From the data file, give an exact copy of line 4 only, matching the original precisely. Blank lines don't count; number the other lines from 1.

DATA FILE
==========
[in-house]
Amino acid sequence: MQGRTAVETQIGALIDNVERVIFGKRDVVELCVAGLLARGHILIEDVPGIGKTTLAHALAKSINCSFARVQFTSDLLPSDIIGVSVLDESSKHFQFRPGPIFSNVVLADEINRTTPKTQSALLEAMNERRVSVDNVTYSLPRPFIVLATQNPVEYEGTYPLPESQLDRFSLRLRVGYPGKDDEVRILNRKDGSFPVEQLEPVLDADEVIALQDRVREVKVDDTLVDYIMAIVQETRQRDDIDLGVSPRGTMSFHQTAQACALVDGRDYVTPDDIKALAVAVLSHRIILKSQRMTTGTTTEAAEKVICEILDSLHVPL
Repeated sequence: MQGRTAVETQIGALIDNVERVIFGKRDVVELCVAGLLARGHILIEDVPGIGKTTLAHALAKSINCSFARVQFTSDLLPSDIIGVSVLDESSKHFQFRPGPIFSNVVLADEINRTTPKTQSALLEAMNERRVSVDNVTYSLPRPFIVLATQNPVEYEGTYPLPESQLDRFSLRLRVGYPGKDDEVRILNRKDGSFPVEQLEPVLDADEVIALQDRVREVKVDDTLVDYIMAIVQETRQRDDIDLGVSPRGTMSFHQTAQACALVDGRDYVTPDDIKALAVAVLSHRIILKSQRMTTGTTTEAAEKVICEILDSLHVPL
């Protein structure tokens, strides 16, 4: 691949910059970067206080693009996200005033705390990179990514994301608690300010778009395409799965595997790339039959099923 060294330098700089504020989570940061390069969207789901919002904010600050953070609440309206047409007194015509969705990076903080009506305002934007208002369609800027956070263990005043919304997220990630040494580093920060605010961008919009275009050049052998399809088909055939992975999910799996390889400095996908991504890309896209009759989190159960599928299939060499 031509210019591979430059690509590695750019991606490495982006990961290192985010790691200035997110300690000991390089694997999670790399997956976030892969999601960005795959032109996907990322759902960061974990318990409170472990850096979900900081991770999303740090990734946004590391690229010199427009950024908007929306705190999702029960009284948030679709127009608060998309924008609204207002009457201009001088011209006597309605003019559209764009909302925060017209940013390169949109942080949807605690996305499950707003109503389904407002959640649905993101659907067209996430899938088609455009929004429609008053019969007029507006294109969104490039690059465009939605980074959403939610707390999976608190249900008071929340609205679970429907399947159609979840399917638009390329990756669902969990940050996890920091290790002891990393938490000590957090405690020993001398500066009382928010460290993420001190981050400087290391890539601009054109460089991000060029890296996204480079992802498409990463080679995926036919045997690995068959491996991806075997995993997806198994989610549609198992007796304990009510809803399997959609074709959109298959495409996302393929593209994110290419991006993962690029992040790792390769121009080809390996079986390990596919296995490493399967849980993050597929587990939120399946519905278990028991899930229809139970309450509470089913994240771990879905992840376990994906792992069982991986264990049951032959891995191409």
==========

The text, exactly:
């Protein structure tokens, strides 16, 4: 691949910059970067206080693009996200005033705390990179990514994301608690300010778009395409799965595997790339039959099923 060294330098700089504020989570940061390069969207789901919002904010600050953070609440309206047409007194015509969705990076903080009506305002934007208002369609800027956070263990005043919304997220990630040494580093920060605010961008919009275009050049052998399809088909055939992975999910799996390889400095996908991504890309896209009759989190159960599928299939060499 031509210019591979430059690509590695750019991606490495982006990961290192985010790691200035997110300690000991390089694997999670790399997956976030892969999601960005795959032109996907990322759902960061974990318990409170472990850096979900900081991770999303740090990734946004590391690229010199427009950024908007929306705190999702029960009284948030679709127009608060998309924008609204207002009457201009001088011209006597309605003019559209764009909302925060017209940013390169949109942080949807605690996305499950707003109503389904407002959640649905993101659907067209996430899938088609455009929004429609008053019969007029507006294109969104490039690059465009939605980074959403939610707390999976608190249900008071929340609205679970429907399947159609979840399917638009390329990756669902969990940050996890920091290790002891990393938490000590957090405690020993001398500066009382928010460290993420001190981050400087290391890539601009054109460089991000060029890296996204480079992802498409990463080679995926036919045997690995068959491996991806075997995993997806198994989610549609198992007796304990009510809803399997959609074709959109298959495409996302393929593209994110290419991006993962690029992040790792390769121009080809390996079986390990596919296995490493399967849980993050597929587990939120399946519905278990028991899930229809139970309450509470089913994240771990879905992840376990994906792992069982991986264990049951032959891995191409």